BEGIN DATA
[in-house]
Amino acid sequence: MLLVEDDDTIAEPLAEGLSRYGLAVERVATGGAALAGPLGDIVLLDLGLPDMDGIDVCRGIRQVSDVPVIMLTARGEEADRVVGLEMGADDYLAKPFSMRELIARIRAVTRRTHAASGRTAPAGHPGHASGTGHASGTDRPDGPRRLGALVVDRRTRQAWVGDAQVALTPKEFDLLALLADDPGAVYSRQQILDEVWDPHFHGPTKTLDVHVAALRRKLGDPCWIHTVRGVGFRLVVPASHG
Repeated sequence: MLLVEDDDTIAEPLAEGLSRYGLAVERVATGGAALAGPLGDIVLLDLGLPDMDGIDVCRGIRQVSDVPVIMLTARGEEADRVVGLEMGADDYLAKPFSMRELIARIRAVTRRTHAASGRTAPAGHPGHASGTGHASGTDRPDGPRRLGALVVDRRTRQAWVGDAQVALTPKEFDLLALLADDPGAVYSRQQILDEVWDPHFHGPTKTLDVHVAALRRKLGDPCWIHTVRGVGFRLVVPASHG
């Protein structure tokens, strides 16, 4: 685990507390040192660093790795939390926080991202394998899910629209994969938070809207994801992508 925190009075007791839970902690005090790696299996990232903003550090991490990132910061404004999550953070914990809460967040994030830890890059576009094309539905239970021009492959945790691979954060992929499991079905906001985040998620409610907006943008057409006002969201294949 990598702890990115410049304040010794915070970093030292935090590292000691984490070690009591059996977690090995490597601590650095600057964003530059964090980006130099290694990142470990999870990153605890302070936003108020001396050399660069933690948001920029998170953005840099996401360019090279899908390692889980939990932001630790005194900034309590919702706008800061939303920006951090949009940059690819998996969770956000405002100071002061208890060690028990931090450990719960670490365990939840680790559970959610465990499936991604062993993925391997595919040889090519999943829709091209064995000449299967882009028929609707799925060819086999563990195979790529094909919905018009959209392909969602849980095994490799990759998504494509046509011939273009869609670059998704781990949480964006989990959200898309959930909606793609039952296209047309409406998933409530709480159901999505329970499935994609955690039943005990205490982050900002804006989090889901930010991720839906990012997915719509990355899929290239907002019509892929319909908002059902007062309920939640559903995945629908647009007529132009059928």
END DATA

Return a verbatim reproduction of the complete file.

[in-house]
Amino acid sequence: MLLVEDDDTIAEPLAEGLSRYGLAVERVATGGAALAGPLGDIVLLDLGLPDMDGIDVCRGIRQVSDVPVIMLTARGEEADRVVGLEMGADDYLAKPFSMRELIARIRAVTRRTHAASGRTAPAGHPGHASGTGHASGTDRPDGPRRLGALVVDRRTRQAWVGDAQVALTPKEFDLLALLADDPGAVYSRQQILDEVWDPHFHGPTKTLDVHVAALRRKLGDPCWIHTVRGVGFRLVVPASHG
Repeated sequence: MLLVEDDDTIAEPLAEGLSRYGLAVERVATGGAALAGPLGDIVLLDLGLPDMDGIDVCRGIRQVSDVPVIMLTARGEEADRVVGLEMGADDYLAKPFSMRELIARIRAVTRRTHAASGRTAPAGHPGHASGTGHASGTDRPDGPRRLGALVVDRRTRQAWVGDAQVALTPKEFDLLALLADDPGAVYSRQQILDEVWDPHFHGPTKTLDVHVAALRRKLGDPCWIHTVRGVGFRLVVPASHG
């Protein structure tokens, strides 16, 4: 685990507390040192660093790795939390926080991202394998899910629209994969938070809207994801992508 925190009075007791839970902690005090790696299996990232903003550090991490990132910061404004999550953070914990809460967040994030830890890059576009094309539905239970021009492959945790691979954060992929499991079905906001985040998620409610907006943008057409006002969201294949 990598702890990115410049304040010794915070970093030292935090590292000691984490070690009591059996977690090995490597601590650095600057964003530059964090980006130099290694990142470990999870990153605890302070936003108020001396050399660069933690948001920029998170953005840099996401360019090279899908390692889980939990932001630790005194900034309590919702706008800061939303920006951090949009940059690819998996969770956000405002100071002061208890060690028990931090450990719960670490365990939840680790559970959610465990499936991604062993993925391997595919040889090519999943829709091209064995000449299967882009028929609707799925060819086999563990195979790529094909919905018009959209392909969602849980095994490799990759998504494509046509011939273009869609670059998704781990949480964006989990959200898309959930909606793609039952296209047309409406998933409530709480159901999505329970499935994609955690039943005990205490982050900002804006989090889901930010991720839906990012997915719509990355899929290239907002019509892929319909908002059902007062309920939640559903995945629908647009007529132009059928």